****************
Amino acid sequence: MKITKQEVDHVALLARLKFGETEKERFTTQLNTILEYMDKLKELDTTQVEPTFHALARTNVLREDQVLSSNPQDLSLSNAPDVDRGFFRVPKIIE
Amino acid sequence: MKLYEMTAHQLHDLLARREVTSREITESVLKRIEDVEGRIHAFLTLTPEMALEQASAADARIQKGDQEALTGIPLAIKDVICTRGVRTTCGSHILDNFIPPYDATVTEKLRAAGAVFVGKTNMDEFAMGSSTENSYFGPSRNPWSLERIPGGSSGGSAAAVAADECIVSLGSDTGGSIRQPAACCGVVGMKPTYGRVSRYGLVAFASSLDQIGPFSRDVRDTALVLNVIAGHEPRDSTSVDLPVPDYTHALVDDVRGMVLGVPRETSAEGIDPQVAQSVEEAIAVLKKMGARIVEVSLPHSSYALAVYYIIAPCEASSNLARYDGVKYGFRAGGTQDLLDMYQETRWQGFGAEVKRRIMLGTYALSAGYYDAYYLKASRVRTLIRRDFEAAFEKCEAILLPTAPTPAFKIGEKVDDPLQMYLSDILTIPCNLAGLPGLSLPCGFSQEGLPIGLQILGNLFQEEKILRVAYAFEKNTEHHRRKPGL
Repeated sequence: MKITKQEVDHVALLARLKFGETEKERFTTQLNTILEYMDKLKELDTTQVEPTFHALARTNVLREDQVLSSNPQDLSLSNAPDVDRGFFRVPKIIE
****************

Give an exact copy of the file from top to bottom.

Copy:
Amino acid sequence: MKITKQEVDHVALLARLKFGETEKERFTTQLNTILEYMDKLKELDTTQVEPTFHALARTNVLREDQVLSSNPQDLSLSNAPDVDRGFFRVPKIIE
Amino acid sequence: MKLYEMTAHQLHDLLARREVTSREITESVLKRIEDVEGRIHAFLTLTPEMALEQASAADARIQKGDQEALTGIPLAIKDVICTRGVRTTCGSHILDNFIPPYDATVTEKLRAAGAVFVGKTNMDEFAMGSSTENSYFGPSRNPWSLERIPGGSSGGSAAAVAADECIVSLGSDTGGSIRQPAACCGVVGMKPTYGRVSRYGLVAFASSLDQIGPFSRDVRDTALVLNVIAGHEPRDSTSVDLPVPDYTHALVDDVRGMVLGVPRETSAEGIDPQVAQSVEEAIAVLKKMGARIVEVSLPHSSYALAVYYIIAPCEASSNLARYDGVKYGFRAGGTQDLLDMYQETRWQGFGAEVKRRIMLGTYALSAGYYDAYYLKASRVRTLIRRDFEAAFEKCEAILLPTAPTPAFKIGEKVDDPLQMYLSDILTIPCNLAGLPGLSLPCGFSQEGLPIGLQILGNLFQEEKILRVAYAFEKNTEHHRRKPGL
Repeated sequence: MKITKQEVDHVALLARLKFGETEKERFTTQLNTILEYMDKLKELDTTQVEPTFHALARTNVLREDQVLSSNPQDLSLSNAPDVDRGFFRVPKIIE